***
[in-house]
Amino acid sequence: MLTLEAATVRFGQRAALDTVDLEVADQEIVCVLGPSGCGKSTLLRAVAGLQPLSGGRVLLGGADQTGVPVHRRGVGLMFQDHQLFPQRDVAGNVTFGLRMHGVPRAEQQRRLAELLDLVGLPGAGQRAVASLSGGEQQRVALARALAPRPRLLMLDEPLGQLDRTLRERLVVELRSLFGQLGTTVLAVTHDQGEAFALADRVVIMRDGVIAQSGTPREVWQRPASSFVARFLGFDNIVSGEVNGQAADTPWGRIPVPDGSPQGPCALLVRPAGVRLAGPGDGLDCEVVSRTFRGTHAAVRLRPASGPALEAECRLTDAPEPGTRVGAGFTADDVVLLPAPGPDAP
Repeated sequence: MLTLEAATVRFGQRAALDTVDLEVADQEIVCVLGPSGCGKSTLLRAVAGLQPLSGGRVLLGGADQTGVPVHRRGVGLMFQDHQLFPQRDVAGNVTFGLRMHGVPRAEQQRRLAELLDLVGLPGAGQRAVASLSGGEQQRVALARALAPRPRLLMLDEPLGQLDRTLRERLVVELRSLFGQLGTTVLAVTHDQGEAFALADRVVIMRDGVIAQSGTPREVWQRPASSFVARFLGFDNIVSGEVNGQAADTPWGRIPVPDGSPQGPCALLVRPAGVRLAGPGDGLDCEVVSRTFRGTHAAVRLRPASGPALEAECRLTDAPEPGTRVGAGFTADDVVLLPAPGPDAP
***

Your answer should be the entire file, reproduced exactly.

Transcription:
[in-house]
Amino acid sequence: MLTLEAATVRFGQRAALDTVDLEVADQEIVCVLGPSGCGKSTLLRAVAGLQPLSGGRVLLGGADQTGVPVHRRGVGLMFQDHQLFPQRDVAGNVTFGLRMHGVPRAEQQRRLAELLDLVGLPGAGQRAVASLSGGEQQRVALARALAPRPRLLMLDEPLGQLDRTLRERLVVELRSLFGQLGTTVLAVTHDQGEAFALADRVVIMRDGVIAQSGTPREVWQRPASSFVARFLGFDNIVSGEVNGQAADTPWGRIPVPDGSPQGPCALLVRPAGVRLAGPGDGLDCEVVSRTFRGTHAAVRLRPASGPALEAECRLTDAPEPGTRVGAGFTADDVVLLPAPGPDAP
Repeated sequence: MLTLEAATVRFGQRAALDTVDLEVADQEIVCVLGPSGCGKSTLLRAVAGLQPLSGGRVLLGGADQTGVPVHRRGVGLMFQDHQLFPQRDVAGNVTFGLRMHGVPRAEQQRRLAELLDLVGLPGAGQRAVASLSGGEQQRVALARALAPRPRLLMLDEPLGQLDRTLRERLVVELRSLFGQLGTTVLAVTHDQGEAFALADRVVIMRDGVIAQSGTPREVWQRPASSFVARFLGFDNIVSGEVNGQAADTPWGRIPVPDGSPQGPCALLVRPAGVRLAGPGDGLDCEVVSRTFRGTHAAVRLRPASGPALEAECRLTDAPEPGTRVGAGFTADDVVLLPAPGPDAP